MORRICE — In the midst of interviewing candidates for its fourth superintendent in six years, the Morrice Area Schools Board of Education members were asked Wednesday about what they would like to accomplish in the next five years.
The room was quiet for about 20 seconds. Board Treasurer Jerry Dennis, acknowledging the district was in this same position only six months ago, broke the silence with what was seemingly on everyone’s mind.
“We need that stability. We need to have somebody here that gets what we are — we as a community, we as a family, we as a district, we as in everybody that’s sitting in here and everybody that walks these hallways,” he said. “We need somebody that’s going to be here and gets what we’re all about.”
The school board narrowed its field of superintendent applicants down to two finalists: Linden Middle School Principal Rob Pouch and Charlotte Upper Elementary Principal Mark McGarry. Both will undergo final interviews Monday inside the district’s Jr./Sr. high school media center. Interviews are open to the public and begin at 6 p.m.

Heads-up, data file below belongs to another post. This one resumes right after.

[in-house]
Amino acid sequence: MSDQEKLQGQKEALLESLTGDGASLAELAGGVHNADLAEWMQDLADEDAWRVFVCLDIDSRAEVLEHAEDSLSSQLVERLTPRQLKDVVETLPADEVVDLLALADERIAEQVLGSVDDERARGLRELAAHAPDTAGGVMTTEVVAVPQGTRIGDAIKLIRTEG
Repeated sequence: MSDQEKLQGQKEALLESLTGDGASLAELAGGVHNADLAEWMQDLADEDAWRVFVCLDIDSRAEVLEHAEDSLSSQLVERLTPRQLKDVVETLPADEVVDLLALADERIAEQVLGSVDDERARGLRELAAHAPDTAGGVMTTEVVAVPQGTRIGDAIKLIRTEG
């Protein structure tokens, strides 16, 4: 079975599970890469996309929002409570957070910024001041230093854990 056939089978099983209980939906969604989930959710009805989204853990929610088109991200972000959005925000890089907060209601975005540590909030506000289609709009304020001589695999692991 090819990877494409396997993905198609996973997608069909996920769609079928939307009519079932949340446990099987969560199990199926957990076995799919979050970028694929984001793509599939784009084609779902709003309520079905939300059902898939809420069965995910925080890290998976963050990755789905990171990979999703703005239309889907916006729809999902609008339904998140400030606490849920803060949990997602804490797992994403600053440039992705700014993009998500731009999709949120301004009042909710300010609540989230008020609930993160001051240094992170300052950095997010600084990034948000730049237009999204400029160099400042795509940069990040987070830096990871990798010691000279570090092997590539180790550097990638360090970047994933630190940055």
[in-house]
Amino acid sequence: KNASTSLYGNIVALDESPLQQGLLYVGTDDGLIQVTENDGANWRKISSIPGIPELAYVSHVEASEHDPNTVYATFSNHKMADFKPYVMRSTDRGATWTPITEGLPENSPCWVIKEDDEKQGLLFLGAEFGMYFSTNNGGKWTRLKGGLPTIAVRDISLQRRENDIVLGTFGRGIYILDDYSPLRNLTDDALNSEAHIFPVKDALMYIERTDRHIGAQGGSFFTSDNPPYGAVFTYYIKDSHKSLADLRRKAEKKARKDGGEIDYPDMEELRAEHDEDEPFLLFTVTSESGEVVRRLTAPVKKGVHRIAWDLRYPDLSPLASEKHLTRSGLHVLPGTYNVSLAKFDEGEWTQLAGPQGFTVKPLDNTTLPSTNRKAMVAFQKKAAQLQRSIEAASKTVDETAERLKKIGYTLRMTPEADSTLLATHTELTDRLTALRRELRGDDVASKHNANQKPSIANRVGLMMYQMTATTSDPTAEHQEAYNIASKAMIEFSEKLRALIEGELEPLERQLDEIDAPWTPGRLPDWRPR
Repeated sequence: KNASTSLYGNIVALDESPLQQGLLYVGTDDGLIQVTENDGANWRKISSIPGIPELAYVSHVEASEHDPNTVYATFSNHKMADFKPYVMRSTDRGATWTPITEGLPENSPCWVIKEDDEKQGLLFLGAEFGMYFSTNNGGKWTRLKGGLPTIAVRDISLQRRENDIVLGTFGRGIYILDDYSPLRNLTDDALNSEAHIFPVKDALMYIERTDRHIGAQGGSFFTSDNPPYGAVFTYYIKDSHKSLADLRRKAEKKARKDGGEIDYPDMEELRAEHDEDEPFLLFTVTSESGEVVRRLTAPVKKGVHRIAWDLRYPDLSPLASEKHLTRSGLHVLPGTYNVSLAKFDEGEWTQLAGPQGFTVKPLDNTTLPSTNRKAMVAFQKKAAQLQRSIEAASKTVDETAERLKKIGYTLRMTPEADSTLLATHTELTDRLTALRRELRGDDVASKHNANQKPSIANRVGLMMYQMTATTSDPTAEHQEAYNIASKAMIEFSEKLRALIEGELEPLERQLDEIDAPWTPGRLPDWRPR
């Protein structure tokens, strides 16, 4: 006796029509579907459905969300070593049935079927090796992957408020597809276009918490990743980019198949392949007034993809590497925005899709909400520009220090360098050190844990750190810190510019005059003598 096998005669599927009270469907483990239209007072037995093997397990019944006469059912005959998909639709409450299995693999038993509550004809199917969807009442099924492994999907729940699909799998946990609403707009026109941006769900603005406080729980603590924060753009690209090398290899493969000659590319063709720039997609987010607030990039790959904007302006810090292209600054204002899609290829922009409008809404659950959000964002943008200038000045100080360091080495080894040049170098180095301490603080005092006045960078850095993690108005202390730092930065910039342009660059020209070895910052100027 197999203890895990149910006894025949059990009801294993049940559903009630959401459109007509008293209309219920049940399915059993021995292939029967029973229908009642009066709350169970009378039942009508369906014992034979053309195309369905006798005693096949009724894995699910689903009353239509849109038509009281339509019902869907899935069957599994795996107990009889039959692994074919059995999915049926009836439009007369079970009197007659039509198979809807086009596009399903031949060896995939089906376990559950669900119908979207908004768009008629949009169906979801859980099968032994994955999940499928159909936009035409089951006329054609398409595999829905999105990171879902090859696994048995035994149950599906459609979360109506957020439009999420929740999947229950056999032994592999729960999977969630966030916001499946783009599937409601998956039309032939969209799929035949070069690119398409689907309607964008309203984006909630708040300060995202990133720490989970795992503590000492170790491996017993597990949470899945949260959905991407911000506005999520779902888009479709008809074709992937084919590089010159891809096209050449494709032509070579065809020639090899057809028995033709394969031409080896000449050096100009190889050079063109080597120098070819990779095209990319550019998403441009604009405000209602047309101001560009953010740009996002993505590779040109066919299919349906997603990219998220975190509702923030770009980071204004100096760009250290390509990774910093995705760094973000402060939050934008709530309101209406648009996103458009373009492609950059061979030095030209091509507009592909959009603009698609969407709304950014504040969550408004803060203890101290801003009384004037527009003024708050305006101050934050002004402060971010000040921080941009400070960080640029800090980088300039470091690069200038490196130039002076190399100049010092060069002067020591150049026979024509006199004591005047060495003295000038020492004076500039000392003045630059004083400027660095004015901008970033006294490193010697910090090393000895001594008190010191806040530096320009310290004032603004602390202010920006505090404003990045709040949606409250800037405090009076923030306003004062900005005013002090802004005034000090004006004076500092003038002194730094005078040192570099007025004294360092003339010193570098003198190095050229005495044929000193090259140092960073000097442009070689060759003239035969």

Superintendent Michelle Falcon resigned from the district June 30, prompting the board to conduct its fourth superintendent search since 2016, and the second in less than a year.
Falcon was hired in December 2020 as a part-time/interim superintendent, replacing Michael Dewey, who retired the same month. Falcon tendered her resignation during Morrice’s May 12 board of education meeting, and Dewey returned on a temporary basis.